How will we achieve this?

The introduction of nuclear power to South Australia is the foundation of the Decarbonise SA vision. Nuclear power will permit the rapid replacement of South Australia’s decrepit baseload generation facilities. This is to be accompanied by the continued and enhanced expansion of the renewable energy sector in South Australia, which has played a major role in lowering average emissions of South Australian electricity over the last few years, and continued efforts to improve our efficient use of energy. So yes; to resort to the labels that will come what may, this site is pro-nuclear power. It is also pro-renewables. It is also pro-energy efficiency. It is decidedly pro- nuclear, renewables and energy efficiency working in trio, each deployed as their respective advantages and disadvantages dictate they should be. But above all, it is pro, pro, pro the rapid decarbonisation of the South Australian economy, focussing on electricity. That makes us completely anti-coal and anti-gas for any new electricity generation capacity.

Yes                                                            Yes                                                          Nooooooooo

It is the introduction of nuclear power that is the focus of Decarbonise SA’s work, for some pretty simple reasons. Firstly, in South Australia it’s the missing component of a strategy that would actually get the job done (remember, I’m talking about zero emissions. I’m not interested in deep cuts or improvements). Secondly, while renewable technology and energy efficiency both need better support and deeper penetration, they also both have a lot of friends already. Energy efficiency is supported by legislation (like the Energy Efficiency Opportunities Act, mandatory standards for new houses, Minimum Energy Performance Standards (MEPS) and star ratings for appliances to name but a few), and organisations, governmental and otherwise. Renewables have support from government organisations like Renewables SA, other actions groups, major legislated support from the national Renewable Energy Target (RET), deep subsidies for solar PV and a strong corporate presence. So the potential of this blog to improve the cause of either energy efficiency or renewables is minimal. To be perfectly clear, do not mistake the focus on nuclear power as an attack on, or belittling of, the role of either energy efficiency or renewables. That is not the case. But I do insist on being decidedly realistic about the potential of either to solve the problem in the absence of nuclear power.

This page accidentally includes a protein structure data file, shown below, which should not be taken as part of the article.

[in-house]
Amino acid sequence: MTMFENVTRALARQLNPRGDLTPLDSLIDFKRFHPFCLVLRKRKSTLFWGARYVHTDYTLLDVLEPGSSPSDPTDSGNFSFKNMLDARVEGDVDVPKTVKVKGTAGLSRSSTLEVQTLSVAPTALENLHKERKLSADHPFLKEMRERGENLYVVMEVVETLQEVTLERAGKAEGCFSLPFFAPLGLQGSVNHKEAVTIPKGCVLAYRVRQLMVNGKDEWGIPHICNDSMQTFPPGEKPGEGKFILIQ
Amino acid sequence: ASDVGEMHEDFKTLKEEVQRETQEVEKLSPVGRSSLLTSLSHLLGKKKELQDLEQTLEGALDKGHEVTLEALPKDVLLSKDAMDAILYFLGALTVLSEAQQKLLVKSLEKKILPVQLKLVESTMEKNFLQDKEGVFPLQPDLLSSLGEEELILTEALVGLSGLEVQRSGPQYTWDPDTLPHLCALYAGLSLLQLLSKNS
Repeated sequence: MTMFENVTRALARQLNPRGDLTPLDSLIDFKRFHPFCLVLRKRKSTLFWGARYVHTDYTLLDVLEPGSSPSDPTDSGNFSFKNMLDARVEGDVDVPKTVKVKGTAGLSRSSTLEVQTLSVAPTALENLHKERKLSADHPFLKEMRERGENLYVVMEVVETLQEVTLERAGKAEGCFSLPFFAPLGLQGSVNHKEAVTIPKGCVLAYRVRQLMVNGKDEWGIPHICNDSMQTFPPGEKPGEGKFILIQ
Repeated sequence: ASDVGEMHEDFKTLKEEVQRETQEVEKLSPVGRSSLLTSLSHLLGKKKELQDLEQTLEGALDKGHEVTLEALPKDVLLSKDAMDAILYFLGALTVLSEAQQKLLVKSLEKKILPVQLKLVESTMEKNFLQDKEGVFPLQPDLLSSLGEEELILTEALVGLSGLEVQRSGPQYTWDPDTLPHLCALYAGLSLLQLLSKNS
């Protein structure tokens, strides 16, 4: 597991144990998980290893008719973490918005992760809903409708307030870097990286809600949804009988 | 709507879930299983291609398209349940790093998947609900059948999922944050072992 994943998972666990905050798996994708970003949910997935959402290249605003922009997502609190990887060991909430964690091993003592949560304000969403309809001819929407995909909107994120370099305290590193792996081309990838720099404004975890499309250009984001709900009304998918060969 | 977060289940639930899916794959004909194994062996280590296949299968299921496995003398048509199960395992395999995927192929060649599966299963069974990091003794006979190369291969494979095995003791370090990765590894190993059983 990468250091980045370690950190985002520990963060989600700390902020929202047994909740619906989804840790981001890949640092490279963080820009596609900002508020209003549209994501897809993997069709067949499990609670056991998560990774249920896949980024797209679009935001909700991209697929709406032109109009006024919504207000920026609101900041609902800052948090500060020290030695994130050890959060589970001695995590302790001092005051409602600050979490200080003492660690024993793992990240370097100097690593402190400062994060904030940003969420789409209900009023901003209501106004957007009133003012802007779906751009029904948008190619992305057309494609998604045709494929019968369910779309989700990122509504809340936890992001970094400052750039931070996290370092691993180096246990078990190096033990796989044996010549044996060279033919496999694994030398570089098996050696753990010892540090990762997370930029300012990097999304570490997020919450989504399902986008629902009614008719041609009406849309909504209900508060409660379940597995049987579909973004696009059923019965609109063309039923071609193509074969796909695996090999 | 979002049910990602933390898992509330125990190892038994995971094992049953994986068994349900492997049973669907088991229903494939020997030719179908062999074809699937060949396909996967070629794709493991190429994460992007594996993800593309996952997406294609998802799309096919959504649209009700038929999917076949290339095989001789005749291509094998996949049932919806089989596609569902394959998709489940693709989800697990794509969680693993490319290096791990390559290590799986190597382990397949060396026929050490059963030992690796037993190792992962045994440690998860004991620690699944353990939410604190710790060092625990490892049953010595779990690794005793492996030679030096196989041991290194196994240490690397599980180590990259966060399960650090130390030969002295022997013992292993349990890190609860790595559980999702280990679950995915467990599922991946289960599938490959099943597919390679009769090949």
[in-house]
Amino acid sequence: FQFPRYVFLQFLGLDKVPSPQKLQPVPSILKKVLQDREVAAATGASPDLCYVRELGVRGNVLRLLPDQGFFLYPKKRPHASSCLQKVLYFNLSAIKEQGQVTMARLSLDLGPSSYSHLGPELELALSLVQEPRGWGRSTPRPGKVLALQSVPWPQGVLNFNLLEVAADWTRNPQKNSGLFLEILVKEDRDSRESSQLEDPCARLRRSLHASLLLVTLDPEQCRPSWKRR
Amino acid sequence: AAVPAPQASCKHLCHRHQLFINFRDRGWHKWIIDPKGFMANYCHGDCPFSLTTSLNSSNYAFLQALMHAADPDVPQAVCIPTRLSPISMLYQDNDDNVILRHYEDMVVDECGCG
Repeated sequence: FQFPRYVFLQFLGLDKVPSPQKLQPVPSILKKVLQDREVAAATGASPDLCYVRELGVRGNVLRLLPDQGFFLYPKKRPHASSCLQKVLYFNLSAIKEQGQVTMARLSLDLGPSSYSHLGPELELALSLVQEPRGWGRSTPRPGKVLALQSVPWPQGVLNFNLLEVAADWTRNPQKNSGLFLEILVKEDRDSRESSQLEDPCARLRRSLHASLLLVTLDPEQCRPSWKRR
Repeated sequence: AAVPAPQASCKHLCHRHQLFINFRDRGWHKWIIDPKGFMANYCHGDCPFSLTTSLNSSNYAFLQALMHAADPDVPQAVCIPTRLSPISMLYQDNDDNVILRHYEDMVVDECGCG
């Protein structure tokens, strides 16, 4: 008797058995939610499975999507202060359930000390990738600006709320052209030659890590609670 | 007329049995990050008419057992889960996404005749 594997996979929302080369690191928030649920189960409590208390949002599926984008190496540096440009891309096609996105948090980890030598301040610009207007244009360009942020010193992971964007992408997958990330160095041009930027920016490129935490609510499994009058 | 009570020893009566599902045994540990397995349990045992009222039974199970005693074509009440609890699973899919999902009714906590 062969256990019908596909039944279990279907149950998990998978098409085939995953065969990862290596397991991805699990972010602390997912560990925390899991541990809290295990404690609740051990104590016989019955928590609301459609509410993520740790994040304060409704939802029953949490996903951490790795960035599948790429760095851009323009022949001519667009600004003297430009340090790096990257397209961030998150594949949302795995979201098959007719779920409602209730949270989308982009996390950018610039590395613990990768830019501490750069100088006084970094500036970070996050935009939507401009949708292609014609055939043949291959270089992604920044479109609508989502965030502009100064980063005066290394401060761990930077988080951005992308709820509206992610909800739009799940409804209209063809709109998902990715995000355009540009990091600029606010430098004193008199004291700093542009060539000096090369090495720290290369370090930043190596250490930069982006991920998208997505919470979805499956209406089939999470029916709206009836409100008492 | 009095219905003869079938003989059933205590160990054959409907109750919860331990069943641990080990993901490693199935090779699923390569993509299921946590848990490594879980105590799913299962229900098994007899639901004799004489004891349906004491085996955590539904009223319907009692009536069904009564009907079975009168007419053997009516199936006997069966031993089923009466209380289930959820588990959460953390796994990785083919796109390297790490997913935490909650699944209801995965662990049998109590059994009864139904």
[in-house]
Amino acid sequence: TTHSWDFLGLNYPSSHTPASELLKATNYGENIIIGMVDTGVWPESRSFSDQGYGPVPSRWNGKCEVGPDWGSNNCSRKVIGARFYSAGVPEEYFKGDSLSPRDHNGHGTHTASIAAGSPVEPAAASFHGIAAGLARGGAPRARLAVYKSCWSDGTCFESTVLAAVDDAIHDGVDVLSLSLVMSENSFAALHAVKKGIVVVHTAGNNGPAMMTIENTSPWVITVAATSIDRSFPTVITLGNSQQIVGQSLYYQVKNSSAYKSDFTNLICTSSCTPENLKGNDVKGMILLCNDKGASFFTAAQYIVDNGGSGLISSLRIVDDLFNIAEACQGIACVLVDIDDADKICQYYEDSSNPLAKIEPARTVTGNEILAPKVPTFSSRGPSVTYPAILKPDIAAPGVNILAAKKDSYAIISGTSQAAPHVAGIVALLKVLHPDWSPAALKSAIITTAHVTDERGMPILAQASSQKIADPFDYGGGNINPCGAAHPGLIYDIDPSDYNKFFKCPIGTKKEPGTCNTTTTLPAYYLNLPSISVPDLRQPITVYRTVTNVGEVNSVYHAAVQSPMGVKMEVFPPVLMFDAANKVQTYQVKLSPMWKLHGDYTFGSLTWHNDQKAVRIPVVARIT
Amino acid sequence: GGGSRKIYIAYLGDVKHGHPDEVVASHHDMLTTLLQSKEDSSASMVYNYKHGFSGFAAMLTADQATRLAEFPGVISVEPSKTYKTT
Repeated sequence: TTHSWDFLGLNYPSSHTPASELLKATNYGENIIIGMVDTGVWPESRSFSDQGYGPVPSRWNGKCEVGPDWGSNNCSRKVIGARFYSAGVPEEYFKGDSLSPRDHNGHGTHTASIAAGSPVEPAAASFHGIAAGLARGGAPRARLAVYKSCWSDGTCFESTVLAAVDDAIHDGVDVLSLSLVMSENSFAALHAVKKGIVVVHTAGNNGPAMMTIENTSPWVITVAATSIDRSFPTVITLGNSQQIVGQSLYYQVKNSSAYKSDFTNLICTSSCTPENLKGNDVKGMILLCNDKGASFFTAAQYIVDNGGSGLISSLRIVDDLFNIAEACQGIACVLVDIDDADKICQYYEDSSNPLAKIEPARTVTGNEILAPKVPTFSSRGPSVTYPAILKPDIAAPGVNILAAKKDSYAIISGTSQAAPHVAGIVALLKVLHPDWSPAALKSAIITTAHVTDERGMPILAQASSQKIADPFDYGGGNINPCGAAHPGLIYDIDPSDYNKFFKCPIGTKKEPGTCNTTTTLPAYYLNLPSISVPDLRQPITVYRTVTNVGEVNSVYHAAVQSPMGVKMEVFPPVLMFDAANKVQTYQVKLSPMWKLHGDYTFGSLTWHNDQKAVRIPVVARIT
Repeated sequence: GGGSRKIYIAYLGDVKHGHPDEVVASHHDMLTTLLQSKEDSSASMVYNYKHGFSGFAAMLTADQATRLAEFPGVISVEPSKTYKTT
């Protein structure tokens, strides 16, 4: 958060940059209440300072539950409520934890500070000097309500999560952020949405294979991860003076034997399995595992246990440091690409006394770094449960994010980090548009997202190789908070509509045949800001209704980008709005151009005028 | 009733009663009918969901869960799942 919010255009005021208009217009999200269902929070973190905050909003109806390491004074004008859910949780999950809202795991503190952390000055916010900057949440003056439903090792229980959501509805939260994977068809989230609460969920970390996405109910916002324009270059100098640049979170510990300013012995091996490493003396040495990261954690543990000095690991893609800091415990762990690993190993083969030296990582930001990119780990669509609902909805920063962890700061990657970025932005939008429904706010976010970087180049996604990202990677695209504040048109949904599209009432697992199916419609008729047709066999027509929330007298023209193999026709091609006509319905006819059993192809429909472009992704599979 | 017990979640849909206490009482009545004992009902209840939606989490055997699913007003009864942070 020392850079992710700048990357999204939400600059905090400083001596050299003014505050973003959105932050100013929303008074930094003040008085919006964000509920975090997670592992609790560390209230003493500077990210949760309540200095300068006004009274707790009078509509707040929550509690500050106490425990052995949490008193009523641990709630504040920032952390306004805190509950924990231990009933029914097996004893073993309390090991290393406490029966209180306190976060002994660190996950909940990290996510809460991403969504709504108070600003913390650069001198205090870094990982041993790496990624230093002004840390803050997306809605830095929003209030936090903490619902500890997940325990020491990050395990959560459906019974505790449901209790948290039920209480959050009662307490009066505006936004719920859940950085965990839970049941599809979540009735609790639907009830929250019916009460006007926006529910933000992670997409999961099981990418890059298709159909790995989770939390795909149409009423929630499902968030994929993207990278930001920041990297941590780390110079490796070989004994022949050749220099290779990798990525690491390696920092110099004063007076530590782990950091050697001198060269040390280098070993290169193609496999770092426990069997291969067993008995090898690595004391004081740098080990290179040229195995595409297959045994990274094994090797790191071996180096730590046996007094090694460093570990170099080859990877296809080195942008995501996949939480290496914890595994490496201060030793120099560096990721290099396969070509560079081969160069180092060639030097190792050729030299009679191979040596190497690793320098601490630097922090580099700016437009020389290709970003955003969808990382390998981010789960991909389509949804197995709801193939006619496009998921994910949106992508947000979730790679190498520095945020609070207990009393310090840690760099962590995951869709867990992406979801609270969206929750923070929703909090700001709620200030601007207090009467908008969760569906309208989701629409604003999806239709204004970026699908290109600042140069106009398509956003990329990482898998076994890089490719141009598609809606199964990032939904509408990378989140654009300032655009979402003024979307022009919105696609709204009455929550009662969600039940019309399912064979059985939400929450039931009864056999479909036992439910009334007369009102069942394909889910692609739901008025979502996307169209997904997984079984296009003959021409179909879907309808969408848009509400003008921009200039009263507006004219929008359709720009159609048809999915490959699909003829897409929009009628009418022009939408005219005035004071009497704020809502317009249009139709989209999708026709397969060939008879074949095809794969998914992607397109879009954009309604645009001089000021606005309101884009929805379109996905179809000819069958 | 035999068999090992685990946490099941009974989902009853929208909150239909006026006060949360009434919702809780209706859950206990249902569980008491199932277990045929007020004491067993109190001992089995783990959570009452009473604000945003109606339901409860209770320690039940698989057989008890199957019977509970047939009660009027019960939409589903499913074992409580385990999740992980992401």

Nuclear power, on the other hand, is roundly treated as the spawn of the devil. It has to the Australia’s Environmental Protection and Biodiversity Conservation Act against it. Not to mention the coal industry, who know full well that nuclear is the only real threat to their dominance of electricity generation in Australia.

It’s not renewables they worry about…